Connecting Entrepreneurial Communities Team receives the Gordon Guyer Collaborative Programming Award

The Connecting Entrepreneurial Communities Team received the Gordon Guyer Collaborative Programming Award from MSU Extension during the annual Fall Extension Conference held virtually on Sept. 29.

The Gordon Guyer Award honors cross-institute teams that conduct high-quality, collaborative programming.

The Connecting Entrepreneurial Communities (CEC) team facilitates the strengthening of entrepreneurial ecosystems via an annual statewide conference. The CEC Conference, as delivered by the CEC Team, is a scholarly example of evidence-based programming rooted in multi-institute collaboration.

The members of the Connecting Entrepreneurial Communities Team are: Andrew Hayes, Katherine Jamieson, Parker B. Jones, Diane Longanbach, C. Andrew Northrop, Mary Reilly and David S. Rowley.

Launched in response to the 2008 Great Recession, the CEC Conference has been spearheaded by a multi-institute collaboration including MSU Extension career exploration and workforce preparation educators, MSU Extension government and community vitality educators, and MSU Product Center counselors, as well as a direct partnership with each host community. This collaborative approach helps mobilize MSU Extension’s evidence-based programming to strengthen entrepreneurship targeted at diverse stakeholders. To highlight local host community successes, CEC is held in thriving downtowns where participants learn firsthand from business owners, guest speakers, and MSU Extension presenters. After the noon-to-noon conference, participants depart with an actionable toolkit to strengthen their own entrepreneurial ecosystem. To date, 10 Michigan communities have hosted the CEC Conference.

In 2019, 100% of the 100 attendees agreed the content presented was replicable and that new connections made at CEC could help them bring these practices to their home community.

As an example of a community replicating a program, the City of Alma attended CEC 2019 and learned how a Michigan community’s library created a hot spot rental program to increase student internet access. In December 2019, Alma implemented a similar program. Within months, their program would become the solution to keeping students connected during the pandemic that forced education into home-school environments. Alma credits this success to the collaborative environment cultivated at the CEC Conference.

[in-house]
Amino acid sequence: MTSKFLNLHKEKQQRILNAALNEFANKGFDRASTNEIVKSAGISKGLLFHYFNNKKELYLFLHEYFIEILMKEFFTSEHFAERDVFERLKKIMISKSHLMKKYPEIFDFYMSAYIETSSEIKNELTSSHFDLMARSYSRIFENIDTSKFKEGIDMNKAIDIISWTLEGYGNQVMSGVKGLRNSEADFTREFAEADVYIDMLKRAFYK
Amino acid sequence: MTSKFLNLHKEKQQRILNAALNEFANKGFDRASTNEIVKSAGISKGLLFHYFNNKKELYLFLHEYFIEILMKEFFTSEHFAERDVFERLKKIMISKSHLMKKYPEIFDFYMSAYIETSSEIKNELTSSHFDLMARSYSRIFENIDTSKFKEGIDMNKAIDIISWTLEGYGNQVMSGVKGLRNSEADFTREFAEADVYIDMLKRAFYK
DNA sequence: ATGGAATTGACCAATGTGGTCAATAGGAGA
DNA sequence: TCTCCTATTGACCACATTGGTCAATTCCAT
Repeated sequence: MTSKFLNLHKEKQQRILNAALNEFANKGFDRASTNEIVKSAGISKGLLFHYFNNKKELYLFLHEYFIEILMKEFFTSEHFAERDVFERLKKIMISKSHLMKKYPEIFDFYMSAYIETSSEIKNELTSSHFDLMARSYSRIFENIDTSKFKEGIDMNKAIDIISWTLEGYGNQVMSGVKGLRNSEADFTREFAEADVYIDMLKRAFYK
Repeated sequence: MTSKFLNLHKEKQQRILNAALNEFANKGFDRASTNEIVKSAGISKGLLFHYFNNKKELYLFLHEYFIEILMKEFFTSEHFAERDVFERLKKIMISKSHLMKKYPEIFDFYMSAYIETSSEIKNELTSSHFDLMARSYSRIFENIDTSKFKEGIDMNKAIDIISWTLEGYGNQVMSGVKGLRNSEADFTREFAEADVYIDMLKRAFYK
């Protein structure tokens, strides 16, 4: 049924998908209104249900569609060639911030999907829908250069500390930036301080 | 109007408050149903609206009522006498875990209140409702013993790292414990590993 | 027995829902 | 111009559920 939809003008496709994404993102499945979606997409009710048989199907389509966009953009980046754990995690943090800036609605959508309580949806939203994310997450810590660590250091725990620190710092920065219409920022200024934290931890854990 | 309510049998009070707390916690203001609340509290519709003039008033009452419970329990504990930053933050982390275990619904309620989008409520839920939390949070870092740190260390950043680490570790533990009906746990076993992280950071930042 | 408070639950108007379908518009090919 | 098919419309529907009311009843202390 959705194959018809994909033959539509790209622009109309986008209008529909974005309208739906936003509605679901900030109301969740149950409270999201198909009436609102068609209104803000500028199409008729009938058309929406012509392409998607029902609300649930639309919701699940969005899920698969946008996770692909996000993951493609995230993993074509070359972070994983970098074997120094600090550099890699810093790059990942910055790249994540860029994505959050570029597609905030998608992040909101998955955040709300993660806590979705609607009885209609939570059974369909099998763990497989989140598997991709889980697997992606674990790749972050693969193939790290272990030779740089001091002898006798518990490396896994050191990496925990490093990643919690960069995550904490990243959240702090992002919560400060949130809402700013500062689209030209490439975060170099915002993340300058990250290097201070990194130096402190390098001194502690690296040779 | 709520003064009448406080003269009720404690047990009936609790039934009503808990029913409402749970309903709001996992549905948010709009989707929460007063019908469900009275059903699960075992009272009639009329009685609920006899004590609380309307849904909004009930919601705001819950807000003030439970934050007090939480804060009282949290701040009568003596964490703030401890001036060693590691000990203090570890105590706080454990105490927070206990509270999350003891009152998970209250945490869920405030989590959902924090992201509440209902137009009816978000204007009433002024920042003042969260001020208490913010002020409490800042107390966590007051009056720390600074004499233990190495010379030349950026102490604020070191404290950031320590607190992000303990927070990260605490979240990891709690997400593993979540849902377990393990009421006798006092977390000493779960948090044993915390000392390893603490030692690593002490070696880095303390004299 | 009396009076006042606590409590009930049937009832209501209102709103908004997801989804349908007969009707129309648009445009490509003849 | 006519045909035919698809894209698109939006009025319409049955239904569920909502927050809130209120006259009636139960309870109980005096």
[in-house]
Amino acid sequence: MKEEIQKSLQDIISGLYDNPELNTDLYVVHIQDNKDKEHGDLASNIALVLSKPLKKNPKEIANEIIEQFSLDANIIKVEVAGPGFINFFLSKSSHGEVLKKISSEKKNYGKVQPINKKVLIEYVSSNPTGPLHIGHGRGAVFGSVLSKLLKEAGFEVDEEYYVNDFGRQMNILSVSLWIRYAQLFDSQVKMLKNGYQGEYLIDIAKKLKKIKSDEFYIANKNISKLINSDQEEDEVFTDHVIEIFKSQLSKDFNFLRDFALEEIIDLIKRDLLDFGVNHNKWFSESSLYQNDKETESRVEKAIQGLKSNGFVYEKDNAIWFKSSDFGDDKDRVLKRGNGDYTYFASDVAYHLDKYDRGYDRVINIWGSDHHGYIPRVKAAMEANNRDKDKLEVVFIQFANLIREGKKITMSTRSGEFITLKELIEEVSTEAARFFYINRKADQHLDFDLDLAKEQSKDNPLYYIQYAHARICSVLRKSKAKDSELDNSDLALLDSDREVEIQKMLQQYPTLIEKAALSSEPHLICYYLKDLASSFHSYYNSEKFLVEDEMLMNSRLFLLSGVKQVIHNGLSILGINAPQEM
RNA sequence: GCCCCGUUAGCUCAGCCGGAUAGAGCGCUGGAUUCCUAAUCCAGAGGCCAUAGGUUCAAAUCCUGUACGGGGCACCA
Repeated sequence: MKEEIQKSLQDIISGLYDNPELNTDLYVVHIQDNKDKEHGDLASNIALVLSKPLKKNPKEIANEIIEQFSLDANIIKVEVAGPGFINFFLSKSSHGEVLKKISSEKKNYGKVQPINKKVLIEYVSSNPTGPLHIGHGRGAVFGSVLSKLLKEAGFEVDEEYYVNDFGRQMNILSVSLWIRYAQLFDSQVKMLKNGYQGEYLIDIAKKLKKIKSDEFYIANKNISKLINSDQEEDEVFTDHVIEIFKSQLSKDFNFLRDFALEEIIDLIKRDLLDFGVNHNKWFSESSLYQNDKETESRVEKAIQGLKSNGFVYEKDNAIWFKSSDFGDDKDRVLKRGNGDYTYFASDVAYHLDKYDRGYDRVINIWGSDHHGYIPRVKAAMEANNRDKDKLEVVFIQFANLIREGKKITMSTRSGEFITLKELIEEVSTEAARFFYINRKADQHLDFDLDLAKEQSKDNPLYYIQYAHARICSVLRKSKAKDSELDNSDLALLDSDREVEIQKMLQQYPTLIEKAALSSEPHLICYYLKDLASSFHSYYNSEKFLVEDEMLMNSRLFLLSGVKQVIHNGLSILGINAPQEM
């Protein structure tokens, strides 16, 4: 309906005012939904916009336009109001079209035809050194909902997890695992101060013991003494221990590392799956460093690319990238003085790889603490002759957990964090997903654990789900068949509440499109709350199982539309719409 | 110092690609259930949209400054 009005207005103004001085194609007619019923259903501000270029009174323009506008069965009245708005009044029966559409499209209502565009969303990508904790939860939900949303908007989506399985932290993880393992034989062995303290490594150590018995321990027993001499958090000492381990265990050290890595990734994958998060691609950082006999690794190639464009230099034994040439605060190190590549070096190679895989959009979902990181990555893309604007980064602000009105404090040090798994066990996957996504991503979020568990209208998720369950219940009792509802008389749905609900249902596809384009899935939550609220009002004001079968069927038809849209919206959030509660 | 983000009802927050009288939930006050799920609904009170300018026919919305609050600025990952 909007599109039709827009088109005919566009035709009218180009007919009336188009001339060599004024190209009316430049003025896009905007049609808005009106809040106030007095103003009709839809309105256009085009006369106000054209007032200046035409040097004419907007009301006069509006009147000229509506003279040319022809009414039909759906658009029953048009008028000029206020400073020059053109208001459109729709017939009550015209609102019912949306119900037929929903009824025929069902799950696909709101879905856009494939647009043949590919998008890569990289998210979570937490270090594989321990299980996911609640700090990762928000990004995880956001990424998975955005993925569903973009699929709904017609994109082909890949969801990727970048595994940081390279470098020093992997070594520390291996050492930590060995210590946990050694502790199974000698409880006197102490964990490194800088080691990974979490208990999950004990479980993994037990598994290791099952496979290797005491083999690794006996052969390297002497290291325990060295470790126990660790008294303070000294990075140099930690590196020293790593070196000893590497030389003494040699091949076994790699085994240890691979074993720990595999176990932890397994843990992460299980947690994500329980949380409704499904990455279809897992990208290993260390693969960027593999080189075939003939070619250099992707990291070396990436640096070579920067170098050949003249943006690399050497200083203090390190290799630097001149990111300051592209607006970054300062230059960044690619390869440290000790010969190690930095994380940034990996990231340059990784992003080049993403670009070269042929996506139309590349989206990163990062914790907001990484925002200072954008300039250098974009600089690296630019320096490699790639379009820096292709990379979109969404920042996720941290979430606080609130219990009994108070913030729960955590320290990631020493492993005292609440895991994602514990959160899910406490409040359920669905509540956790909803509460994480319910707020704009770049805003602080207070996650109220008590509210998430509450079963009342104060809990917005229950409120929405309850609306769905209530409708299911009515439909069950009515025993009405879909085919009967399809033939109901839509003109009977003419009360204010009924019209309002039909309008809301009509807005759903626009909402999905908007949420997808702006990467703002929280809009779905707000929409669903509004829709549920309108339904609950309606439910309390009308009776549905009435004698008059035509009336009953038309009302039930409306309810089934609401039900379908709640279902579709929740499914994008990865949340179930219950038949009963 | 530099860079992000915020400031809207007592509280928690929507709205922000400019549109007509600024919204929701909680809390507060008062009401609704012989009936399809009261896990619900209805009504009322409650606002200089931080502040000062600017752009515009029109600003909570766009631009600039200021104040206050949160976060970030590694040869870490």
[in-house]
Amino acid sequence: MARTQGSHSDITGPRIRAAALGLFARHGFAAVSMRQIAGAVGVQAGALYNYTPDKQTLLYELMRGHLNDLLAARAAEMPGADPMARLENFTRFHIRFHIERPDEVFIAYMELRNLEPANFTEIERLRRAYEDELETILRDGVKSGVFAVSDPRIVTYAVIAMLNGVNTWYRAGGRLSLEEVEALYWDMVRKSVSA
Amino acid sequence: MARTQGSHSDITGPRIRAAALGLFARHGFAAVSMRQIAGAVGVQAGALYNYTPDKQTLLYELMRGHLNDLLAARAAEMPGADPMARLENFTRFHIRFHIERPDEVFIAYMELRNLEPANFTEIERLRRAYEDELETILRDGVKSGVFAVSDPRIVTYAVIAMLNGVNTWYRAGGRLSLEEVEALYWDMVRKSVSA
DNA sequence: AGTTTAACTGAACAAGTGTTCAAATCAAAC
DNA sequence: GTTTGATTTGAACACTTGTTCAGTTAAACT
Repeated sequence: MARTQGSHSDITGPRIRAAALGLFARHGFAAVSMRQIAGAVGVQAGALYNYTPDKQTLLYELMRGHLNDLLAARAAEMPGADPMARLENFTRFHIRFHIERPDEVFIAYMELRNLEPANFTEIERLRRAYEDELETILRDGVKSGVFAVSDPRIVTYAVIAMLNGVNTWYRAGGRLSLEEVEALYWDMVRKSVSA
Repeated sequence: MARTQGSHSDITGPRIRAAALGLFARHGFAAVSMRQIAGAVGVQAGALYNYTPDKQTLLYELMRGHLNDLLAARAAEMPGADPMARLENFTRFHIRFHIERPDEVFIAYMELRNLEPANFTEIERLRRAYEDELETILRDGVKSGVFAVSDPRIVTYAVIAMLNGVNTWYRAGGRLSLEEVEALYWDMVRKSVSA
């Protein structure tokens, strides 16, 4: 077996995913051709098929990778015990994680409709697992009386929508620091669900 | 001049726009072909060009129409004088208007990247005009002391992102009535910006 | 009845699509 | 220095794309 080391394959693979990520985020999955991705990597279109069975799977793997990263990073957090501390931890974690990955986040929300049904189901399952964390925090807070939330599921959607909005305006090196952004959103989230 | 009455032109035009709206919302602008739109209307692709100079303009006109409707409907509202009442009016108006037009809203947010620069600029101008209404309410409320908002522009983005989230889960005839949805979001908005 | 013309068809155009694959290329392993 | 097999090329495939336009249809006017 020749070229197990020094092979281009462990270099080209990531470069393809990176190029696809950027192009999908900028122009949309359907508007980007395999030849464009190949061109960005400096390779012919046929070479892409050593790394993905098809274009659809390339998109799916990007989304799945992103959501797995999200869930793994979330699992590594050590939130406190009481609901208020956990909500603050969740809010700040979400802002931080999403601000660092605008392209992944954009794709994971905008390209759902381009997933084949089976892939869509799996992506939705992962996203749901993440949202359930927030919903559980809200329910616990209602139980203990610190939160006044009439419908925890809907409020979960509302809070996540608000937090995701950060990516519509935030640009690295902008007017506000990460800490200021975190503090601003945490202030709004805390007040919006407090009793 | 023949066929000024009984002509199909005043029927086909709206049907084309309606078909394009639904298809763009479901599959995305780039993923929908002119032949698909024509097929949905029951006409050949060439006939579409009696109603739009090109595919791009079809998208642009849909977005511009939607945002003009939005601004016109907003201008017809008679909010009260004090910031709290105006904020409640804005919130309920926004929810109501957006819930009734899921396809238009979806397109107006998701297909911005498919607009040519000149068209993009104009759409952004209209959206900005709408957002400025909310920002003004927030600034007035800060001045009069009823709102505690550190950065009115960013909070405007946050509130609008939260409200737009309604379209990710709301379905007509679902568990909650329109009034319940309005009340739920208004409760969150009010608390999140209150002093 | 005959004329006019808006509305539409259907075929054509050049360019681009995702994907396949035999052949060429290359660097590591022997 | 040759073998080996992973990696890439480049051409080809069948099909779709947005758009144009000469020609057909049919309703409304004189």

The success of CEC has spawned additional synergies. For example, the Michigan Economic Development Corporation sponsored the 2019 conference by pledging $5,000 and delivering educational programs to support entrepreneurship. Additionally, beginning in 2014, the CEC Conference model has been adopted by Extension services in seven states via multi-state Rural Development Center grants.

The Gordon Guyer Award was created in 2014 to honor teams that conduct high-quality, collaborative programming that contributes to the mission of MSU Extension, has been developed through a process of issue and opportunity identification and clientele needs analysis, and has had demonstrably positive effects on programming outcomes.

It is named for former MSU Extension Director Gordon Guyer. During his tenure, Dr. Guyer encouraged MSU Extension staff at all levels to develop evidence- and research-based, collaborative, and interdisciplinary programs to meet the needs of Michigan residents.  Read more about Dr. Guyer’s contributions here:  https://en.wikipedia.org/wiki/Gordon_Guyer.

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